A new information collection proposal by the Federal Aviation Administration (FAA), and a bill recently introduced in the U.S. House of Representatives, address the problem of sleep disruption caused by aircraft noise in communities near airports. Numerous studies suggest that aircraft noise can be disruptive to sleep, which can have negative implications for health and well-being.

FAA National Sleep Study

A Nov. 27 notice and request for comments indicates that the FAA plans to initiate a National Sleep Study to collect nationally representative information on the effects of aircraft noise on sleep. The study also would derive exposure-response relationships between aircraft noise and its effect on communities around U.S. civilian airports. This data will help the FAA determine if updates are needed to the national aviation noise policy. Comments must be submitted to the FAA by Jan. 27, 2020.


On Nov. 14, U.S. Rep. Jackie Speier (D-CA) introduced H.R. 5106, the “Restore Everyone’s Sleep Tonight Act of 2019” — or the “REST Act.” The legislation would allow airports to impose an access restriction for aircraft between the hours of 10 p.m. and 7 a.m. The bill also would allow an airport to impose a noise deterrence penalty on an air carrier or aircraft operator for a violation of the access restriction. The bill would require airports to make some exceptions. For example, emergency flights or late flights caused by weather delays would still be allowed. The bill currently has 14 Democratic co-sponsors but no Republican co-sponsors.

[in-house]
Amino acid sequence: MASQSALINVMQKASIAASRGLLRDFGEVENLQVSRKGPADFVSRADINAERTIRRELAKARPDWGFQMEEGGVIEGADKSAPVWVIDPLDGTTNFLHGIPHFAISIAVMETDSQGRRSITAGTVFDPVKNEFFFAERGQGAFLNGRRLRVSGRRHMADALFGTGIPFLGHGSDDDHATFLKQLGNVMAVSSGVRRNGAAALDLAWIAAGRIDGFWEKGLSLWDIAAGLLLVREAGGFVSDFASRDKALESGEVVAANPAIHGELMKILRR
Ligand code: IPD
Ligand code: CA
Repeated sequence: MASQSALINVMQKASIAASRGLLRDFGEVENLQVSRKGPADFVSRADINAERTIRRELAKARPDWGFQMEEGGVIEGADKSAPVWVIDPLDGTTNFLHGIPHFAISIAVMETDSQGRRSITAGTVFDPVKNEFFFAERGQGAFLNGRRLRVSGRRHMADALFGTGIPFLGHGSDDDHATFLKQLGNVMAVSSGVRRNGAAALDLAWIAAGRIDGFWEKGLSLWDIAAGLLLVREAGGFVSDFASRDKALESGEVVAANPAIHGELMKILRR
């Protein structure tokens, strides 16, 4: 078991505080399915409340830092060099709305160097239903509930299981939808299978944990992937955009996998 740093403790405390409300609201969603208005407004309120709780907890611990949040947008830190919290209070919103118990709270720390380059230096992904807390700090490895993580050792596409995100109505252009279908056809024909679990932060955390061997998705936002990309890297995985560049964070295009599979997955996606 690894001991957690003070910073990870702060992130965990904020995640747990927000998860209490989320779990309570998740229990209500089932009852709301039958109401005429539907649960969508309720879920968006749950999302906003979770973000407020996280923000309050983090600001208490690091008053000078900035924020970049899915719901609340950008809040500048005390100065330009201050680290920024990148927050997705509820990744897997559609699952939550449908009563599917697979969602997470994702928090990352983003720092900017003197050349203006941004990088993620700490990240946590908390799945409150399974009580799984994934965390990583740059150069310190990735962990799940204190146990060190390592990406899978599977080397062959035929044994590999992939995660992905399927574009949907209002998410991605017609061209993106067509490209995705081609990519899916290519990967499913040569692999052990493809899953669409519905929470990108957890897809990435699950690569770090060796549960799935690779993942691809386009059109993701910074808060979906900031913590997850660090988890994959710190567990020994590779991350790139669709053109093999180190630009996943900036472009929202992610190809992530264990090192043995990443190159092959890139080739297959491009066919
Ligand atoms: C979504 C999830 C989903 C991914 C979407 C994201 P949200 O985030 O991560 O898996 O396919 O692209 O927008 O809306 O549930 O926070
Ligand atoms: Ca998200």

Sleep Research

Numerous studies have examined the impact of aircraft noise on the sleep of residents living near airports. For example, survey results of a pilot study published in November show evidence of self-reported, adverse effects of aircraft noise on sleep among people living near Hartsfield–Jackson Atlanta International Airport. Similarly, another recent pilot study found that those living near Philadelphia International Airport reported poorer sleep quality and poorer health than a control group.


More information and resources about aircraft noise issues are available from the FAA. The Noise Quest website — sponsored by the FAA, NASA, and Transport Canada — provides additional resources for the public, including community tools and research updates. An online National Transportation Noise Map is available from the U.S. Department of Transportation’s Bureau of Transportation Statistics. According to the DOT, the map provides both national and county-level data about potential exposure to aviation and Interstate highway noise.

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